Live Communications Server 2003 limits instant messaging to authorized users

Microsoft's release offers strong usability features with an eye to security

The rapid uptake of IM among technology workers presents a conundrum for management. On the one hand, productivity rises when team members can engage in user friendly, real-time communication. IM is also more versatile than other real-time alternatives. It’s not merely a text-based substitute for the telephone; once a channel between users is established, those users can share text, voice, video, files, whiteboards, presentations, and remote terminal sessions. On the other hand, companies are so fearful of security threats, and of the potential dip in productivity due to personal IM on work time, that they have resorted to blocking IM traffic on their routers.

In-house hosting of IM services is an obvious solution, and Microsoft has thrown its hat in the ring with the release of LCS 2003 (Live Communications Server 2003). Formerly known by its code name Greenwich and its initial commercial name Office Real-Time Communications Server, LCS is so easy to install and manage that you might wonder what your $929 has bought you. It buys the peace of mind that users and data are secure, and the ability to deploy IM in controlled inside-the-firewall and VPN environments. LCS’ use of the standardized SIP (Session Initiation Protocol) and SIMPLE (SIP Instant Messaging and Presence Leveraging Extensions) aids troubleshooting and facilitates connections to non-Microsoft IM clients. All considered, LCS earned a score of Very Good.

I installed LCS on an Intel-built dual Xeon reference server with 2GB of RAM. The server ran the retail release of Windows Server 2003. Three clients were employed: A Gateway 450sx notebook running Windows XP; an Athlon XP-51 reference desktop from AMD, also running Windows XP; and a Power Mac G5 desktop.

Refreshingly, LCS has only one prerequisite: It must be installed on a Windows 2000 or Windows Server 2003 server that is joined to an AD (Active Directory) domain. That’s not much to ask. However, this requirement does highlight LCS’s primary limitation. If you want your IM system to include partners and other users who aren’t registered in the same domain as LCS, you must add them to your AD host. That requires effort and some care, especially for users who need IM access but must be barred from other domain services.

A welcome feature for businesses, if not for IM users, is LCS’s ability to quietly archive IM traffic in a database. LCS installs MSDE (Microsoft SQL Server, Desktop Edition) for this purpose, so you can search, back up, and transfer the archives using simple tools. You don’t add users to LCS. Rather, you enable IM access by giving a user an IM log-in name, or nickname, through AD’s user properties manager. LCS adds a tabbed page to this interface specifically for IM properties. Microsoft recommends using fully qualified URIs (uniform resource identifiers) in the form to unambiguously identify IM users.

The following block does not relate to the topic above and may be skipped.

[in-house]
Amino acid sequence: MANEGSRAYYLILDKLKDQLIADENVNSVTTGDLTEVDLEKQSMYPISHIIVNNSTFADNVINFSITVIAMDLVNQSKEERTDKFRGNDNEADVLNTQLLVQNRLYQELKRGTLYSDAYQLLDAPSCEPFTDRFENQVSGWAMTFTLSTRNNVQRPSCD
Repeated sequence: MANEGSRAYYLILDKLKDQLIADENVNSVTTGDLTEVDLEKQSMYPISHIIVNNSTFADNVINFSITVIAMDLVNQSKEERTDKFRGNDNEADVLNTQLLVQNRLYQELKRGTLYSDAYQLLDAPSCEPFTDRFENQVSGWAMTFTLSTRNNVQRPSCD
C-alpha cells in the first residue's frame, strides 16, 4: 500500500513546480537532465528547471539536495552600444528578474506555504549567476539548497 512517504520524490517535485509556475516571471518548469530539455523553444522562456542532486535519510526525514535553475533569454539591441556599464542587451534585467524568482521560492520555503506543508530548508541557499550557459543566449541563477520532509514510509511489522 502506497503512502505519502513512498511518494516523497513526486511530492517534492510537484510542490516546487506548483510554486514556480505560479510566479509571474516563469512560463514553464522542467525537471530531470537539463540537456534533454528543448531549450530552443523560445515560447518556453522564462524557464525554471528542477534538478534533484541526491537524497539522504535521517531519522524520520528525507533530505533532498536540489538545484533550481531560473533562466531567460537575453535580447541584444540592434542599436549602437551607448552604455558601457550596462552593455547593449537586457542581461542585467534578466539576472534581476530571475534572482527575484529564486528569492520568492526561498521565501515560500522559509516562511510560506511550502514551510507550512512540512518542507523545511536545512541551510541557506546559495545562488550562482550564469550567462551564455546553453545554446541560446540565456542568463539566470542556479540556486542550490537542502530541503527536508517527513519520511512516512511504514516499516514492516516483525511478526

What Users See

At present, Windows Messenger 5.0 (which is distinctly different from MSN Messenger) is the only compatible client. Messenger shuttles most conceivable types of data between users. I found Messenger’s interface to screen-sharing easier to use than Windows XP’s remote access or Windows 2000/2003’s Terminal Services. Similarly, file exchange through Messenger is easier than connecting to Windows shares or WebDAV hosts. And unlike e-mail, the recipient can check the received file, make changes, and return the file without delay. I found that making changes using a shared whiteboard or screen made collaborative effort much smoother. Of course, Messenger handles text and audio, and Webcam-equipped users can add video to their conferences.

LCS not only makes connections and directs IM traffic between users, but it provides presence services as well. Messenger’s equivalent of the AOL Buddy List provides a universally familiar presence display. Office 2003 applications are also linked to Messenger; for example, Outlook users are treated to message header icons that light up when a message’s sender is logged into IM.

Although LCS has the potential to embrace other IM clients, it currently does not. Microsoft explains that other popular clients (AOL’s Instant Messenger and Apple’s iChat, for example) don’t yet implement SIMPLE and “several extensions made by Microsoft.” Commercial IM clients also lack the necessary configurability because they are built to be front ends for commercial chat services. For example, iChat is hard-wired to connect either to AOL’s AIM service or Apple’s; iChat AV is more configurable, but I couldn’t get it to connect to LCS.

For all its versatility, IM cannot replace other forms of electronic communication. IM subjects users to a uniquely frustrating and unavoidable pitfall: When users drift in and out of Wi-Fi range, drain the battery on their notebooks, or connect over a slow or noisy dial-up line, you could talk or whiteboard for a long time with someone who can’t hear or see you. In many situations, there isn’t an IM equivalent to “let me switch phones.” LCS doesn’t erase all of IM’s inherent limitations, but it does address the most important one: keeping IM in the hands of authorized users.

Copyright © 2003 IDG Communications, Inc.

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